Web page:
Drs. Rae and Sammon“We witnessed so much caring. That’s something you can’t teach,” Watson said. “I believe I learned just as much from the clinicians there in how to be resourceful and how to adapt to my environment. Everyone was so gracious, and I hope to be able to maintain contact with them to support the long endeavor toward healing, even if only virtually.”

According to Dr. Rae, who cares for burn patients every day at Temple, she will remember the small moments.

“The youngest patient was 13, and the nurses were struggling to get his hand to hang on the IV pole as a means of keeping his swelling down,” she said. “I came over and suggested another way to wrap it and hang it. I asked him if that was more comfortable, and he said yes. He relaxed a little because moving him was done and moving just a little bit was so painful. They had left him uncovered, and as I turned away, he asked me if I could cover him.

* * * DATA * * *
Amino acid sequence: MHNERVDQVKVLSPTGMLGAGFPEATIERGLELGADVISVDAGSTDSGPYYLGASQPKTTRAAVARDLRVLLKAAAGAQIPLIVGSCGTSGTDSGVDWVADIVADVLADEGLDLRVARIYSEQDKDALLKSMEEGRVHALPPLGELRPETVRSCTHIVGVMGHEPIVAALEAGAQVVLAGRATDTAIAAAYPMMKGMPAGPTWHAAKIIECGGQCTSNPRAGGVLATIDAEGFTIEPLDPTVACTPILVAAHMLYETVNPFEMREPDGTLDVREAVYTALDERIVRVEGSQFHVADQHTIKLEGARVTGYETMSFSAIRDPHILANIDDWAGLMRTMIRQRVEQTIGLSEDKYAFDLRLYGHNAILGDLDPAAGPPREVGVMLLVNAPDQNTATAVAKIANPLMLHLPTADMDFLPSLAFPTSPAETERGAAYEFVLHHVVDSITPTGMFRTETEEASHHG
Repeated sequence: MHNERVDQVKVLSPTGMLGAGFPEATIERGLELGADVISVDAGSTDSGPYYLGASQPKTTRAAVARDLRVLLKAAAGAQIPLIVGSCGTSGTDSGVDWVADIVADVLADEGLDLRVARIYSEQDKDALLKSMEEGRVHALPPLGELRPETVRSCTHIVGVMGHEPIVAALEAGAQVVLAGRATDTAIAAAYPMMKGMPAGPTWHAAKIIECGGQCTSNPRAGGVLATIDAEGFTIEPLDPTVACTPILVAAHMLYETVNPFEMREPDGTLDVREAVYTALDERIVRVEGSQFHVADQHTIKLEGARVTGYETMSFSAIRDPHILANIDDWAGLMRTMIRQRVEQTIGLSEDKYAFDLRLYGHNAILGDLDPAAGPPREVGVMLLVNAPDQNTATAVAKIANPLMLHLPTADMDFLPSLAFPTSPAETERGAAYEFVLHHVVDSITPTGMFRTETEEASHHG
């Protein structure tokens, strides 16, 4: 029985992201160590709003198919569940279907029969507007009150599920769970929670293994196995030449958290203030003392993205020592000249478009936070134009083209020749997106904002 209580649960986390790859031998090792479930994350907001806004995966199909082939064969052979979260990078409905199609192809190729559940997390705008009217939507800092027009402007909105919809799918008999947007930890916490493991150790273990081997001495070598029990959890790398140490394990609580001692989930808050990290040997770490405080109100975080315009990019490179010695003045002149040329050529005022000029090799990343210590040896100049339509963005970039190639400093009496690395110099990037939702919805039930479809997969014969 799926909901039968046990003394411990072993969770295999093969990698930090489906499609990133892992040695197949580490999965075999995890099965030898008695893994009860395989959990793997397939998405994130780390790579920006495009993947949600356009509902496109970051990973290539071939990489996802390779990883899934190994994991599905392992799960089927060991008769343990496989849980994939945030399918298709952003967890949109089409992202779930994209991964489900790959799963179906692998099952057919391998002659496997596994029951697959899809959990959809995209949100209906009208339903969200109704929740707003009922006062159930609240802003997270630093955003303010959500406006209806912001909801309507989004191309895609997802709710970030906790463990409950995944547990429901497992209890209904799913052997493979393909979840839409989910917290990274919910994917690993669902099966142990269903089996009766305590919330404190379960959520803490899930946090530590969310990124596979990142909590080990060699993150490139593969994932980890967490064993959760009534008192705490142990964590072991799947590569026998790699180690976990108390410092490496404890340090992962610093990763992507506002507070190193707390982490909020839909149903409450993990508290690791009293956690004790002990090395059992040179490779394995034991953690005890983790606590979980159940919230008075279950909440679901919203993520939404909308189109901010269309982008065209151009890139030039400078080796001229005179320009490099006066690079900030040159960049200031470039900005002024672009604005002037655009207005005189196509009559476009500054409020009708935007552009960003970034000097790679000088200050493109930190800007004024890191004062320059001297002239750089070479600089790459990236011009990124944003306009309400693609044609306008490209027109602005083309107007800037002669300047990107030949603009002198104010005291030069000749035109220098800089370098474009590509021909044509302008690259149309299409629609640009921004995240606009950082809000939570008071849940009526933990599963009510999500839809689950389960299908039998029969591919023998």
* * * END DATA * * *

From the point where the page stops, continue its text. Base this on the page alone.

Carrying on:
Just covering him and sharing that small moment of humanity…”

She trailed off with tears in her eyes. There was nothing more to say.


After the Temple providers returned home, Global Response Management continued to staff a team of burn surgeons, nurses, and therapists to assist with patient care in Sierra Leone. Members of the Temple team remain in close contact with the local medical providers and receive updates on patients,
including the 13-year-old boy mentioned in this article, who is doing well and on the road to recovery.